Through axle rear. I will do it, it will be a 12mm. That is so it will be Maxle compatable, the best fat axle ever invented. The last time I asked RockShox said it was only 12x135 or 12x150. Someone posted that running a 12mm drill through the 10mm threads on a King fun bolted hub would make it ready for 12mm.

(edit: I will have a 12mm bolt for those that don't want no fiddly parts back there. I spoke to I-9, they have 135x12, so does Hadley, and drilling King fun bolt hub threads is easy. Sounds good to me. Modular dropouts does not, more parts to squeek and bolts to come loose and add weight. If you want lots of bolts to look at and tighten, look elsewhere. The next one will have the same hanger as the current DHR Highline, which is also Saint compatible.

Everyone really ready for full length housing on XC bikes? Really? I talked about designing a bike with full length housing to my roomates in1983. Everyone ready? Would 2009 be too soon?

(edit: full length it is, all models all the time, hope ya'll can be patient, I have wanted to do this for a long time, but when CC and the other riders beat me up next year, you have to kick their a$$ for me)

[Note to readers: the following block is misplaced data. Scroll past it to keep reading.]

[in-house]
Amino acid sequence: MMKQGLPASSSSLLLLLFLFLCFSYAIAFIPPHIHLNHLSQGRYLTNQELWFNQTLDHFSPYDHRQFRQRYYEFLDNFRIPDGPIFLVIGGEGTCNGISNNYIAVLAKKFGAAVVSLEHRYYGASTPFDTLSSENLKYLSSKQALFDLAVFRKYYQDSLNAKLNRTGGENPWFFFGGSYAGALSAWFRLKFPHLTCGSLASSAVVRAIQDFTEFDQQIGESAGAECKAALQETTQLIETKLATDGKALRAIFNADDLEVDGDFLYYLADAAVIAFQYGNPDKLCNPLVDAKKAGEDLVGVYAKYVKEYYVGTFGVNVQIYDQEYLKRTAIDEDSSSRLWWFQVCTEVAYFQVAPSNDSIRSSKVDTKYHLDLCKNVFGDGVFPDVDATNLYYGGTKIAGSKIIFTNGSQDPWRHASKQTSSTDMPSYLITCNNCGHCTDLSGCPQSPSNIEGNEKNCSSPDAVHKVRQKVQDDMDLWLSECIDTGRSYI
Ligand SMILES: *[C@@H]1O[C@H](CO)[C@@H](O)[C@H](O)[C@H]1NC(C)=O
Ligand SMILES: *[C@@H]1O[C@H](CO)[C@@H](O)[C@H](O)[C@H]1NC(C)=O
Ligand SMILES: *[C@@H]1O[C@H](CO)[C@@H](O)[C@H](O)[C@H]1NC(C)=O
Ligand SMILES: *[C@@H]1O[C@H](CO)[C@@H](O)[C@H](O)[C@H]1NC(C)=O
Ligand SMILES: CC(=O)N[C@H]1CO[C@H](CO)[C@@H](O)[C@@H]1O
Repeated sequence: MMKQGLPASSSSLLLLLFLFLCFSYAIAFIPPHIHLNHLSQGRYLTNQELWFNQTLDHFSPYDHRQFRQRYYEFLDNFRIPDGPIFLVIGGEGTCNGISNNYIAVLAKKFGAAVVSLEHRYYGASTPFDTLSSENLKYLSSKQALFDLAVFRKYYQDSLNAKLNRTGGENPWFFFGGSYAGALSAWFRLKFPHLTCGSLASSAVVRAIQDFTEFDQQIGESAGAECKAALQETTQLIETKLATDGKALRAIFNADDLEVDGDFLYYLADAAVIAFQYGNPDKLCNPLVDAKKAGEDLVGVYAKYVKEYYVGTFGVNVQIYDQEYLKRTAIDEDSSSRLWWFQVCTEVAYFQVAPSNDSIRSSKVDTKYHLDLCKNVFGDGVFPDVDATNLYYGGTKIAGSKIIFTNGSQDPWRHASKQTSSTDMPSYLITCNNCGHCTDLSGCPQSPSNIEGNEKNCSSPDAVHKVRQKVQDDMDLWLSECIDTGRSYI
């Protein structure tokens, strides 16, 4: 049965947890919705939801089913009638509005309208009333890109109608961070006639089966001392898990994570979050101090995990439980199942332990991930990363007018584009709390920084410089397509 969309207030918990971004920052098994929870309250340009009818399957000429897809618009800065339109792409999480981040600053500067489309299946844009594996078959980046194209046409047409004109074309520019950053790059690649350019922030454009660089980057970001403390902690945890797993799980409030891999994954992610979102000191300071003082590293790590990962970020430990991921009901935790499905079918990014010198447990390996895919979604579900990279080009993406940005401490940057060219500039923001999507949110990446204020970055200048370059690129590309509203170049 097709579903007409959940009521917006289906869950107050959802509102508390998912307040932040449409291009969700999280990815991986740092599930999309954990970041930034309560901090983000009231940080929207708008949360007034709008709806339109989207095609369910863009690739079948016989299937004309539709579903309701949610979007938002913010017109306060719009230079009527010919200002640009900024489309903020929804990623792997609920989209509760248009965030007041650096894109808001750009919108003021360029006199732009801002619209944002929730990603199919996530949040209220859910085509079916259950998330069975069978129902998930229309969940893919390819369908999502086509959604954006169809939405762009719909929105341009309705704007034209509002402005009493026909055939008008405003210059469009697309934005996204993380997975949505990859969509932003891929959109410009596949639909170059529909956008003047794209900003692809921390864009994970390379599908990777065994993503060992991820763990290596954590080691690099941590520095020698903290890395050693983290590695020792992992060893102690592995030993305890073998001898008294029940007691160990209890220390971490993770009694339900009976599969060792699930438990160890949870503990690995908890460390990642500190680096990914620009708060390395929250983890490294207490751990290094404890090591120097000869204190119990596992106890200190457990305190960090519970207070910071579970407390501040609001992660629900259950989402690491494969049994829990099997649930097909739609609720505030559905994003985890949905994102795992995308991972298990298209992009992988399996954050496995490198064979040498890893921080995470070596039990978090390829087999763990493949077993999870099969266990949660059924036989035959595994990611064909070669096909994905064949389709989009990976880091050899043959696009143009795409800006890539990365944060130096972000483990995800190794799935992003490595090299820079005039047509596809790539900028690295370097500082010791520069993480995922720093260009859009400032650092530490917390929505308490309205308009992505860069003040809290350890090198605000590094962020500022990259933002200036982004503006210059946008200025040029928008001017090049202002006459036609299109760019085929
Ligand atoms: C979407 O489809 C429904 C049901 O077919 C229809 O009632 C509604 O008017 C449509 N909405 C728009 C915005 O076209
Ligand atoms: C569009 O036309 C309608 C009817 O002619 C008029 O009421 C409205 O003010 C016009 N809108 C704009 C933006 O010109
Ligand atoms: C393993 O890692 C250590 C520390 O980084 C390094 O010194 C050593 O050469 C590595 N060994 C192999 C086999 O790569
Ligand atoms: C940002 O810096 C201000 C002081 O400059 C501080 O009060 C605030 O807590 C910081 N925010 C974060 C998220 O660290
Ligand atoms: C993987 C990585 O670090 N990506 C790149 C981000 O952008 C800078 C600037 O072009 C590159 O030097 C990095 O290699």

(edit: Stickers are replaceable, they are not why I am in this business, JN is a sticker maker, anyone can buy a set of any color from him and stick 'em on. My zerk placement is 15 years proven to grease pivots, not bolts, I know it may take almost 15 minutes to drop a wheel and a shock bolt to make it extra easy, but that extra time is also checking over the whole bike. The whole bike is a wear item, a little love now and then will go a long way to making sure you never walk out. I will never put more cable guides than I think is needed, more guides are ugly and brake hoses do not flop around and get caught in spokes, ever. We offer something like 15? color options, over 10 on a list, plus you can have any of the other models color on your frame of choice. Dealers want simple, so 2 it is. We have even started offering the option of paint to match rear, tell a friend. Hey, I have 2 colors of Stainless head badge too! No kids bikes though. I have 3 kids and they get what they get. Around 5' they get the smallest Flux. Before that hardtails and 20-24" wheels.

I am watching.